News
News Home
Quick Bites
Exploradio
News Archive
News Channel
Special Features
NPR
nowplaying
On AirNewsClassical
Loading...
  
School Closings
WKSU Support
Funding for WKSU is made possible in part through support from the following businesses and organizations.

NOCHE

Meaden & Moore


For more information on how your company or organization can support WKSU, download the WKSU Media Kit.

(WKSU Media Kit PDF icon )


Donate Your Vehicle to WKSU

Programs Schedule Make A Pledge Member BenefitsFAQ/HelpContact Us
Government and Politics


Ohio's Sen. Brown says the farm bill could have been worse
But, given the weather, food stamp cuts come at a particularly bad time
Story by EMILY MCCORD


 
Ohio's Democratic Sen. Sherrod Brown says the bill has problems, but makes progress.
Download (WKSU Only)
In The Region:

The House of Representatives passed a compromise farm bill today. Among other provisions, it makes some cuts to food stamps. Supporters, including Ohio’s Democratic Sen. Sherrod Brown, say overall the bill does a lot of good. But, as WYSO’s Emily McCord reports for Ohio Public Radio, critics say it leaves many Americans in the cold.

LISTEN: Perceptions on the farm bill

Other options:
Windows Media / MP3 Download (1:28)


The deal includes $8.6 billion in cuts to the Supplemental Nutrition Assistance Program, or SNAP. Sen. Sherrod Brown says that’s a lot better than the $40 billion Republicans originally wanted.

“This bill will help growth. It’s good on rural development. It’s good on conservation. We’ve saved billions dollars by ending the ludicrous, wasteful farm subsidies that have gone to big corporate farmers for decades.”

And Brown says these SNAP cuts won’t affect any Ohioans. That’s because the bill would get rid of a provision that automatically increases food stamp benefits to people who qualify for heating assistance. Ohio is not one of the 17 states who offer what’s known as “heat and eat” benefits.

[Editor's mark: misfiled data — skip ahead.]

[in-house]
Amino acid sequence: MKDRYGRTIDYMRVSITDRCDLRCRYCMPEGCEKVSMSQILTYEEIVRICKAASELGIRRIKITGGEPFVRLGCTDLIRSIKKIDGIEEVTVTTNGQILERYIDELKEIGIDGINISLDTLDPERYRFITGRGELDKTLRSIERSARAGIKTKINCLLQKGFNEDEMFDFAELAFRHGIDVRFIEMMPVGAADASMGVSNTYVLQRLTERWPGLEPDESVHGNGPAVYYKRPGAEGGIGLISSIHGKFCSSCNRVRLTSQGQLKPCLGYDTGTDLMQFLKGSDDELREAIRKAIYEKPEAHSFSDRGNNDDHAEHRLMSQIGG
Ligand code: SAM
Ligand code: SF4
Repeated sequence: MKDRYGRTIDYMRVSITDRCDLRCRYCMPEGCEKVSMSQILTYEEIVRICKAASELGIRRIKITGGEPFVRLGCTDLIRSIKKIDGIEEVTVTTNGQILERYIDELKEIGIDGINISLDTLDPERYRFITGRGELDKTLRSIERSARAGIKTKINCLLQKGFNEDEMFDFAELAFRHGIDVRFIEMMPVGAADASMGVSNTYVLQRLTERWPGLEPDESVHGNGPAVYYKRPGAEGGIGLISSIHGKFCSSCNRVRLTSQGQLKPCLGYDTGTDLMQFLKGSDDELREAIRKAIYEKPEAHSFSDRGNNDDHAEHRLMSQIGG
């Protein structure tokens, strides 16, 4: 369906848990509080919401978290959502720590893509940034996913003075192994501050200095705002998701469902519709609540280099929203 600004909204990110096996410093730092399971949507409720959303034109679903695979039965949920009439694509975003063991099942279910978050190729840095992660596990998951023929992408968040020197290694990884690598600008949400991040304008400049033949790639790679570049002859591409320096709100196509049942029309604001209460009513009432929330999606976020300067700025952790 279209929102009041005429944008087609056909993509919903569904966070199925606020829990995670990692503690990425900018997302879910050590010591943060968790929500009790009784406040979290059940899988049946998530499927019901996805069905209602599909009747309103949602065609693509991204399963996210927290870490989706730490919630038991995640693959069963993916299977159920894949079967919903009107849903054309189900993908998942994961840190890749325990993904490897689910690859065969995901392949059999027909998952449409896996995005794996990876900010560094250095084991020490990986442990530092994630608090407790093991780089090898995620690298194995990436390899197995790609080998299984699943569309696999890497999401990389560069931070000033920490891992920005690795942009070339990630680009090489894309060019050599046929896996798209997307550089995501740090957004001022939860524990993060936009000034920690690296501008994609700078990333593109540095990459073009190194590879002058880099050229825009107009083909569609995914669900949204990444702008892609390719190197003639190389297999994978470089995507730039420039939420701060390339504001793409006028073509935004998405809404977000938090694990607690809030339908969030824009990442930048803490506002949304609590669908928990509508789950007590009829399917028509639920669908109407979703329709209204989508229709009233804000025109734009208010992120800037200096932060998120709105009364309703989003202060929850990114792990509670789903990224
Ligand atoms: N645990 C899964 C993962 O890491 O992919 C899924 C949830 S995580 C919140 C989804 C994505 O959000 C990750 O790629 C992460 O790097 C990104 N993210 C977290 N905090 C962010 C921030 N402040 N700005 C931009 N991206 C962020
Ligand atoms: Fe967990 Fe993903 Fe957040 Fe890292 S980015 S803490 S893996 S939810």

Still, Lisa Hamler Fugitt with the Ohio Association of Foodbanks says that’s cold comfort for many low-income Americans.

“All of us are going to be shivering from our very high utility bills. And we know that for low-income folks that they’re are making choices because their benefits aren’t adequate.”

One-in-six Ohioans are dependent on food stamps. And those benefits have been whittled down in recent months. A new work requirement has gone into effect statewide and in November, a portion of the federal stimulus act expired, cutting SNAP by $5 billion.

Add Your Comment
Name:

Location:

E-mail: (not published, only used to contact you about your comment)


Comments:




 
Page Options

Print this page

E-Mail this page / Send mp3

Share on Facebook



Stories with Recent Comments

The first big private gift comes in for the pro football HOF project
The HOF has needed a shot in the arm for many years and this project will go a long way to getting the attraction the attention it deserves (next: upgrad...

Environmental study nears completion in East Liverpool
Twenty years ago my twin sister and I protested the building and operation of the WTI facility citing several studies that indicated the risk of cancer due to ...

HOF's Canton expansion could take an island and make it a village
I live in the block from Broad St to the Hall of Fame and will be impacted by the expansion. I am in the process of selling my home and planned to long before i...

Cleveland redeploys police to replace rejected red-light traffic cameras
Periodic rotational enforcement without warning does NOT change behavior and the city officials know that. This is the basis of all officer-run enforcement trap...

New enrollment period offers more insurance options
The removal of federal funding for healthcare CO-OPs may limit the growth of the CO-OP movement. http://www.healthcaretownhall.com/?p=6381

The family of Boardman vet killed in Vietnam receives his medals
My name is Mike Eisenbraun. I am Larry's brother. I was 14 years old when Larry was killed in Vietnam. He has been gone for 46 years but it seems like yester...

Cleveland seniors are creating new wealth -- and facing new challenges
Why is anyone surprised that we people over 65 are not retiring? If you have been paying attention, defined company funded pensions were phasing out in the eigh...

Ohio company cuts off a dairy supplier after allegations of animal abuse
these people should be held accountable for their actions. i would be more than pleased to see a year or more behind bars. i will NEVER eat anything that comes ...

Goodyear recruits thousands of vets
What a wonderful interview! Excellent reporting skills by a talented young reporter! I look forward to hearing more from Ms. Schley!

Copyright © 2014 WKSU Public Radio, All Rights Reserved.

 
In Partnership With:

NPR PRI Kent State University

listen in windows media format listen in realplayer format Car Talk Hosts: Tom & Ray Magliozzi Fresh Air Host: Terry Gross A Service of Kent State University 89.7 WKSU | NPR.Classical.Other smart stuff. NPR Senior Correspondent: Noah Adams Living on Earth Host: Steve Curwood 89.7 WKSU | NPR.Classical.Other smart stuff. A Service of Kent State University